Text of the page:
Where Should I Retire?: I’m 66, get $26,300 a year in Social Security and want to live in a small city by the ocean — so where should I retire?
I am 66, single, and hoping to retire soon. I currently live in Connecticut, where taxes are quite high, and am looking for a less expensive place that is also warmer.
I have cash assets of about $900,000 and another maybe $200,000 in equity in my house (but I might want to keep the house for rental income). I’d like my main source of retirement income to be my Social Security of about $26,300 a year.
I want to travel, so I don’t want to spend a lot on housing, and I would like a small city, no more than 30 minutes from the Atlantic Ocean. I’d also like a city that’s two hours or less by car from an international airport. It would be great if the city has a college or university and/or a mixed population including retirees. Any great ideas?
Thank you, MAM —————————————————————————————————————————Dear MAM,
Wondering where to spend your golden years? Email Catey Hill at firstname.lastname@example.org with your wish list, and she’ll recommend spots for you. Letters may be edited for clarity and length. Look for MarketWatch reader suggestions in the comments.
That said, it may be a bit of a struggle to live solely on your Social Security — at least if you want a compelling city right by the coast. But if you’re also getting some rental income from your home, you should be able to do it, while also using some of your savings for travel. With that in mind, here are some affordable spots near the ocean that should meet most of your criteria.
The cost of living is roughly average for the U.S. Median homes in Palm Coast cost around $215,000 (with property taxes that are lower than average for the U.S.), and the median rent for a one-bedroom apartment is under $1,000, according to Sperling’s Best Places. (Fuller adds that there is “lots of active-adult housing” in the region.) Another perk in Florida: You’ll avoid income tax.
Residents often come to the area for the Atlantic beaches, but in Palm Coast they find lots of outdoor activities, too, including “tennis, golf, pickleball and even croquet,” Fuller says. Palm Coast has more than 125 miles of walking and biking paths, as well as fishing and boating. And bird watching is also popular here, especially at St. Joe Walkway and Linear Park.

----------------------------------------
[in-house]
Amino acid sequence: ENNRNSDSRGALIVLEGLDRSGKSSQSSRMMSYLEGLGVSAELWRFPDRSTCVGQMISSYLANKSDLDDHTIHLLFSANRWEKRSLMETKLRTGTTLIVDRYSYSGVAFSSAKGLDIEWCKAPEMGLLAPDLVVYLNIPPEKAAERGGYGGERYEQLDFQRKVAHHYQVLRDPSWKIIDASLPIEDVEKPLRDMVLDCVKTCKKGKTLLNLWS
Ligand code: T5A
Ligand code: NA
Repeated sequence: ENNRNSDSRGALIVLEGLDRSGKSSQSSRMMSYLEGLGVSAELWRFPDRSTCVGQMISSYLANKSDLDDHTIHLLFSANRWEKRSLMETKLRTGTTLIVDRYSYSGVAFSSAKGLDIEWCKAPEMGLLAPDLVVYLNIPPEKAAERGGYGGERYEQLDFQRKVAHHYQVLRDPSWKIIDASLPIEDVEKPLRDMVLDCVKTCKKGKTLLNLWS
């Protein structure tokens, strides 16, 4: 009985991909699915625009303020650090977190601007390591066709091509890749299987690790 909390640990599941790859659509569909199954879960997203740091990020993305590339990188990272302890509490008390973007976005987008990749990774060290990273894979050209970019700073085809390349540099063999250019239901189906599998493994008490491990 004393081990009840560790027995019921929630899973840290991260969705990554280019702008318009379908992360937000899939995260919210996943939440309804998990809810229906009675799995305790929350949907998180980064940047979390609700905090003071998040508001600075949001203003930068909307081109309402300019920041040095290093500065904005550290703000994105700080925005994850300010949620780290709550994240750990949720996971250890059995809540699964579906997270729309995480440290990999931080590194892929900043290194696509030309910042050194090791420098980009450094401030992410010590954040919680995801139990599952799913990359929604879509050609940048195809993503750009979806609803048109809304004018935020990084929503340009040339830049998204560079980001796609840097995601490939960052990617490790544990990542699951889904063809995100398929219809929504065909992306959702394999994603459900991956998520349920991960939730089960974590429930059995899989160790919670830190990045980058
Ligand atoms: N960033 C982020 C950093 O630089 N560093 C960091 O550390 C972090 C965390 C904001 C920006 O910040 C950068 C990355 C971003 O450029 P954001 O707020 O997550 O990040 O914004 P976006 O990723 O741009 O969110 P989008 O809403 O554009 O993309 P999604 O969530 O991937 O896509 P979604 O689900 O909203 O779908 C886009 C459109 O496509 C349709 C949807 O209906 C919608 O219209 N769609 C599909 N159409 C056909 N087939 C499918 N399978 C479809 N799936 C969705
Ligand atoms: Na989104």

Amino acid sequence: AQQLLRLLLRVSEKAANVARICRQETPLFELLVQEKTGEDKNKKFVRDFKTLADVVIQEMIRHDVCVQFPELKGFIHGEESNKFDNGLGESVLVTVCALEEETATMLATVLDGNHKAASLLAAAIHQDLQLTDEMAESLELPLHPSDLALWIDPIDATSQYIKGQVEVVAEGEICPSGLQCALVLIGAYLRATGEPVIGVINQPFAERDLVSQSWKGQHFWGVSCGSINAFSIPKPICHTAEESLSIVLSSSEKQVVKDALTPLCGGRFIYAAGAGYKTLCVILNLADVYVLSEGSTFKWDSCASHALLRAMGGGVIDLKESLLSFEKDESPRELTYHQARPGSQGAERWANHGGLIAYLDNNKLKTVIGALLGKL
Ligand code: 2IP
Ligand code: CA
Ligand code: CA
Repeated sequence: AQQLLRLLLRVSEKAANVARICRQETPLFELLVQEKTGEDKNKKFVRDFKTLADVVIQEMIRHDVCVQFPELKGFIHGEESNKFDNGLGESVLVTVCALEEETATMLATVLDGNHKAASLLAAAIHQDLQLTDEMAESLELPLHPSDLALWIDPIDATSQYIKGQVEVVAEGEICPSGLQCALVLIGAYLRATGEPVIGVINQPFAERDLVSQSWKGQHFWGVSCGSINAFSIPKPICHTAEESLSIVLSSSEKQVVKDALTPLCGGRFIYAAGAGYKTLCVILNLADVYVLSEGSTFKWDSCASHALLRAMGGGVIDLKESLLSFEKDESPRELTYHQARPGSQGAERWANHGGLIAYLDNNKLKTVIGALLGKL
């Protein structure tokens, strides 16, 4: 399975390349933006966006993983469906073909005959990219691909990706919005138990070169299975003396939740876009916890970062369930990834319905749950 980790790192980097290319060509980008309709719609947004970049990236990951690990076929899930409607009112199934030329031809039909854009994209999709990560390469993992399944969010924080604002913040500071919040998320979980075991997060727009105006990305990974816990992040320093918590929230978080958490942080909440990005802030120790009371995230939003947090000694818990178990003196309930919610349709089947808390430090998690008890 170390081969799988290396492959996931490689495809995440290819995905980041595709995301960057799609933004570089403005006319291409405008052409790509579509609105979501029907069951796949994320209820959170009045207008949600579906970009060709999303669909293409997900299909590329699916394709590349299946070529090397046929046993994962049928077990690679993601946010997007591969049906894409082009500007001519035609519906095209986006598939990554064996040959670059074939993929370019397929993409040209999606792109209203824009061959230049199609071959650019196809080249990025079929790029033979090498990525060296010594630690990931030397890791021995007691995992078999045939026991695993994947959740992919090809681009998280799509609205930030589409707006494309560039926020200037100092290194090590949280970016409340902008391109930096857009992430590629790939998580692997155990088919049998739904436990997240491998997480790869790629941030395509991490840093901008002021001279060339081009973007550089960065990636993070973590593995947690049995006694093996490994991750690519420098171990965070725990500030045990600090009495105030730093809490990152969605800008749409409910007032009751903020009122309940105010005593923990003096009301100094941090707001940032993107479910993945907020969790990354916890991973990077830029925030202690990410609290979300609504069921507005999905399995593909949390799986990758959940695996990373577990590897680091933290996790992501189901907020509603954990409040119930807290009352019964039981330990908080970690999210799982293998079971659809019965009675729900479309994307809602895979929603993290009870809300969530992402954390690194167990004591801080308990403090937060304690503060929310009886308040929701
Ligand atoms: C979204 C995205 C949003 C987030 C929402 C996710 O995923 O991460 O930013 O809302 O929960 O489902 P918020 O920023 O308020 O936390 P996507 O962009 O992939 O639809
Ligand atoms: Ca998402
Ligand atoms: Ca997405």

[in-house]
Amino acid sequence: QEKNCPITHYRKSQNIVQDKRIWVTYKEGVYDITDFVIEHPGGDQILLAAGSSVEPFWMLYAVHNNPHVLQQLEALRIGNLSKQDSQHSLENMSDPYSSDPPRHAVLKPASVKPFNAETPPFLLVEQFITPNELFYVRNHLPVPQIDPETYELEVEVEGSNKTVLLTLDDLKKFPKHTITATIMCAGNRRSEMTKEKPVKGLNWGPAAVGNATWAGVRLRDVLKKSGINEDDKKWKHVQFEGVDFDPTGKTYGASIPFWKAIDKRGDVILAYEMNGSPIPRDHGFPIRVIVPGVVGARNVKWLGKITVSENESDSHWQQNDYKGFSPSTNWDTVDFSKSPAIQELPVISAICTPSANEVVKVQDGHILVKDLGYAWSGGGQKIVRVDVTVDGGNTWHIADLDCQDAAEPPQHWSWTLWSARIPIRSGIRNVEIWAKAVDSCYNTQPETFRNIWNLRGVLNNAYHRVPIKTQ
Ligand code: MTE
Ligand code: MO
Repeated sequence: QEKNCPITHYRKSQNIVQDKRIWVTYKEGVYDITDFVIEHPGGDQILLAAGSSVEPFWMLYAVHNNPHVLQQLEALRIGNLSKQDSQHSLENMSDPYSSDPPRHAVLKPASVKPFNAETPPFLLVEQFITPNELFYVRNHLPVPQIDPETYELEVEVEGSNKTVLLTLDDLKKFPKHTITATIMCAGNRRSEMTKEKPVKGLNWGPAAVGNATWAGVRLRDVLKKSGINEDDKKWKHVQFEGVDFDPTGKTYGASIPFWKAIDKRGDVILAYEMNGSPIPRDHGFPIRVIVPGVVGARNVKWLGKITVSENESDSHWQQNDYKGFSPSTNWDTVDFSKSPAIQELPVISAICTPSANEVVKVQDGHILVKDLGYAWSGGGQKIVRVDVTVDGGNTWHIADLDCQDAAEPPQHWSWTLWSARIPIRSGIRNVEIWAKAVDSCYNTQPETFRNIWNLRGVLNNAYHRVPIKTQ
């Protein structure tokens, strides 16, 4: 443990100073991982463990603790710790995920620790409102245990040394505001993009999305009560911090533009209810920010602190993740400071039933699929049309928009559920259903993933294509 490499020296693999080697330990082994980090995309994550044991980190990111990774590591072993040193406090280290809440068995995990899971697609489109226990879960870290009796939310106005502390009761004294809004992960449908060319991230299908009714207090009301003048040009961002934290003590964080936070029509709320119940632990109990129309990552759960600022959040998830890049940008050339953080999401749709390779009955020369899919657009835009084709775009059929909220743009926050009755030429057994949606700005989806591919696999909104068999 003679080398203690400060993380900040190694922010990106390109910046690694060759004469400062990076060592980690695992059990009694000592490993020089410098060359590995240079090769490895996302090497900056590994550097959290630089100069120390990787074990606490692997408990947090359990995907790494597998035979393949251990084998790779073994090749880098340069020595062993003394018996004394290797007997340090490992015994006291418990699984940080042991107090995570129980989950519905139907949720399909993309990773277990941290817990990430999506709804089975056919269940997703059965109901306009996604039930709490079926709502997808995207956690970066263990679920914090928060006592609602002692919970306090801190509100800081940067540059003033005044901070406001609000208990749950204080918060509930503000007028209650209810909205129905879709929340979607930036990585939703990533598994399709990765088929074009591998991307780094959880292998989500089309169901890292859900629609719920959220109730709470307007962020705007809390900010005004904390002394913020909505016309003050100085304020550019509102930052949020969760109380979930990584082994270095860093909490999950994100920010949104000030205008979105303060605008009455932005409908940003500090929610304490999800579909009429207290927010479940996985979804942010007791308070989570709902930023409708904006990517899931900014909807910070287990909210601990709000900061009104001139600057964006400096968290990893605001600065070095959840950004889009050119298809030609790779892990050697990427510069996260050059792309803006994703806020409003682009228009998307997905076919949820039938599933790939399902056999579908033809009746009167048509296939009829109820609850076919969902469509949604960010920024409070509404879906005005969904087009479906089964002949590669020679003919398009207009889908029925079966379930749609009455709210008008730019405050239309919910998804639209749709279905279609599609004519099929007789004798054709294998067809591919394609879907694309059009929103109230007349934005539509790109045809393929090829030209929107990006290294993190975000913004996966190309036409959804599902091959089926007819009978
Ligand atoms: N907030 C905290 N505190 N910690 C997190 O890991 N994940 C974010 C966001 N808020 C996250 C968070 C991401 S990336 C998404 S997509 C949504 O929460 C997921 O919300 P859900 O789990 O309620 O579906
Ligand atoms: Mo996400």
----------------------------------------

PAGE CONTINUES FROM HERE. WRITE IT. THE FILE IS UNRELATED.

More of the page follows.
Other things to check off your list: There are plenty of fellow retirees here, and you can get to the Daytona International Airport in a little over a half-hour by car.
Now for some downsides: Summers are hot and humid, there’s a risk of hurricanes, and some residents complain about the rapid growth and sprawl of the area. Plus, if you want to cut costs further, there are cheaper places to retire in the Sunshine State (especially if you’re willing to look inland).
By the numbers: Population: 82,350 January low/July high: 45°F/90°F Source: Sperling’s Best Places
This small city roughly 25 miles from Charleston recently landed on Forbes’ list of the best places to retire, with the publication highlighting its mild winters, above-average air quality, low rate of serious crimes and “sufficient physicians per capita.”
What’s more, it’s affordable: The cost of living is “at national average,” Forbes notes, and Social Security income is not taxed in South Carolina. A median home can be had for about $215,000, with property taxes lower than the U.S. average. Rent for a one-bedroom apartment averages under $1,000 a month.
Summerville is notable for its greenery. Its streets are lined with gorgeous azaleas and towering pines. It’s also bursting with history: Part of the town is on the National Register of Historic Places. And it’s got plenty of that Southern flavor to go around: Summerville claims to be the birthplace of sweet tea, and Southern Living recently wrote of it: “The best two places in the world to enjoy sweet tea this summer are: 1. Your front porch; and 2. Summerville, South Carolina.” Plus, you’re close to Charleston, which is renowned for its excellent food and robust culture, has an international airport and is a college town.
The biggest downside for you might be that you’re a little over your desired half-hour from the popular Atlantic Ocean beaches (for example, Folly Beach is about a 45-minute drive from Summerville). But maybe the proximity to Charleston and the relative affordability of Summerville make up for that.
By the numbers: Population: 49,000 January low/July high: 35°F/90°F Source: Sperling’s Best Places
———————————————————————————————————————Brunswick, Ga., area
While St. Simon’s, Jekyll Island and Sea Island (which make up the so-called Golden Isles) garner most of the attention in the area, Brunswick — the mainland gateway to those islands — gives you access to their amazing beaches at a fraction of the cost. The cost of living is significantly below average for the U.S., with the median home to be had for less than $140,000. Social Security income is exempt from Georgia’s state income tax.
Downtown Brunswick is known for its historic Victorian-era architecture (it was named a Main Street City by the National Trust for Historic Preservation) and has more than a dozen historic squares. Plus, you’ll find a smattering of local shops, art galleries, restaurants and more in this town of roughly 16,000 people — as well as performances at the historic Ritz Theatre.
Outdoor activities like bird watching are big here, as Brunswick is surrounded by saltwater marshes. And the Golden Isles are renowned for golf and miles of beaches. Plus, the Golden Isles have a unique vibe — a “blend of formality and down-home ease,” Travel & Leisure writes. And Where to Retire magazine, which listed Brunswick/Golden Isles among its where-to-retire picks, writes of the area: “Unlike typical touristy East Coach beach towns, Georgia’s Brunswick and the Golden Isles are more sedate, with a focus on preservation.”